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Mazda patent application suggests it may have RX-9 in mind

It's not concrete evidence, but boy, does this seem like it's intended for a sports car.

Mazda RX-Vision concept

Mazda, we need this. We need an RX-9.

Mazda

Although Mazda will gladly sell sports car buyers an MX-5 Miata, there's long been something missing from the company's stable: a rotary engine-powered sports car. Following the RX-Vision concept, and even the Vision Coupe concept, we've held out for the return of something grander from the Japanese automaker. Like a Mazda RX-9.

If we can put just a little faith in a new patent application, it looks like Mazda wants to grant us our wishes.

Japanese publication Motor Magazine first reported last Wednesday on a patent application Mazda filed for a "vehicle shock absorbing structure." The photo depicts a spaceframe-style platform designed to hold the engine behind the front axle. The patent application, filed in Japan, was made public on Sept. 12. While patent applications should often be taken with grains of salt, there's merit to the rear-wheel drive architecture argument.

Mazda patent application showing RWD platform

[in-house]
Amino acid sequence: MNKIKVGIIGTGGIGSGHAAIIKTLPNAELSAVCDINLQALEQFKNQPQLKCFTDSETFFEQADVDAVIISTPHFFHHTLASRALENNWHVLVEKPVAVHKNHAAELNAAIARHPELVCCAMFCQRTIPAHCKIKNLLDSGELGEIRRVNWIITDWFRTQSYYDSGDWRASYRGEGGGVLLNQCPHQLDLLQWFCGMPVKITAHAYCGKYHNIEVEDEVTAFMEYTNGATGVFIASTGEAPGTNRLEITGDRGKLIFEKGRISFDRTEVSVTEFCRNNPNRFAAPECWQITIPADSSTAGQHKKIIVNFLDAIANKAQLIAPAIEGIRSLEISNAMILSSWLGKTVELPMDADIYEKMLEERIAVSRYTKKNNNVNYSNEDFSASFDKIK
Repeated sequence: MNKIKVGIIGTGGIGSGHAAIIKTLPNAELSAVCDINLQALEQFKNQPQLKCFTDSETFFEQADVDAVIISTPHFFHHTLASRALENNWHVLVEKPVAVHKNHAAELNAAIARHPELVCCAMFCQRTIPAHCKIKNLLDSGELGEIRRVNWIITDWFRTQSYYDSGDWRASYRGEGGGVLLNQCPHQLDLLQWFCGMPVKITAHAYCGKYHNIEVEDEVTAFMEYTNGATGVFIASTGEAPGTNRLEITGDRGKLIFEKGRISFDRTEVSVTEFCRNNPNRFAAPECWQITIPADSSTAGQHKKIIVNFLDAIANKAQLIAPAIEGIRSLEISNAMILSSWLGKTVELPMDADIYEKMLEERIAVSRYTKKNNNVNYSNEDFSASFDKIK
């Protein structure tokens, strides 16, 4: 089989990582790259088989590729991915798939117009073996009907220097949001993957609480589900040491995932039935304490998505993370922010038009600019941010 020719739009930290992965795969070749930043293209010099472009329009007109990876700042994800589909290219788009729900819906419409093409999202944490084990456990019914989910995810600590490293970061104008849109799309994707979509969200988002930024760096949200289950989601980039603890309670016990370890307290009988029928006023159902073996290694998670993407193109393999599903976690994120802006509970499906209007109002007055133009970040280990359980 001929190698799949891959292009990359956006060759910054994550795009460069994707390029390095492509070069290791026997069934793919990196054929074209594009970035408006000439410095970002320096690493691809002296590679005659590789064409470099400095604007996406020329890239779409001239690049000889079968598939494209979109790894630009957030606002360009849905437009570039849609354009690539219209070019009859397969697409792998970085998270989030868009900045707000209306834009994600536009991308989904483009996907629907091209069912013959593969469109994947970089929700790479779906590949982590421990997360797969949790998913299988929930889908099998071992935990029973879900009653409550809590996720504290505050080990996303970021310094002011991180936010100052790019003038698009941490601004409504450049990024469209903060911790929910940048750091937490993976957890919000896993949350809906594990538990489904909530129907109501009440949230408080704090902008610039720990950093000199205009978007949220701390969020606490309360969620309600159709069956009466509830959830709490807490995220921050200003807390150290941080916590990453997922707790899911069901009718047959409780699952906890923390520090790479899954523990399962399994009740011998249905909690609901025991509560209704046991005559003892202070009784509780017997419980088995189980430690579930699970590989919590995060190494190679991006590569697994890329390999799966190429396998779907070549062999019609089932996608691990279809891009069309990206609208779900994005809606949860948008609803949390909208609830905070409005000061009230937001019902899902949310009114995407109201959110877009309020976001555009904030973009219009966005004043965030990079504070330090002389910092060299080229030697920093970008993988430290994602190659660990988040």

Will this underpin a new Mazda sports car? We hope so.

JPO

Foremost, let me remind you Mazda was open about the fact it has a longitudinal engine layout coming. Yes, inline-six engines are on the way from Mazda, and the engine layout lends itself to a rear-wheel drive platform. This patent application also shows off a double-wishbone suspension setup (very prominent for sports cars) and a cross-member that runs parallel to the front axle. That lends itself to a RWD platform as well. Note that the patent image's structural drawing doesn't relate to any other Mazda currently in production.

According to the Japanese magazine, an unnamed source claimed that this patent is, indeed, for an RX-9 sports car. The platform will supposedly be a one-off for the RX-9 sports car, though that is harder to digest than what we can buy into from the patent image alone. It's tough to build low-scale sports cars on dedicated platforms these days -- especially for smaller manufacturers, which Mazda absolutely is. It would make far more sense to share this kind of platform with a more luxurious coupe or sedan.

Of course, this is all unconfirmed for now. Automakers routinely file for patents that never see the light of day. However, combined with prior information, it's not hard to hold out hope for another rotary-powered Mazda sports car. Heck, even a luxurious coupe with an inline-six sounds delightful.

Mazda will celebrate its 100th birthday next year, so maybe, just maybe it plans a surprise to ring in its centennial with us all.

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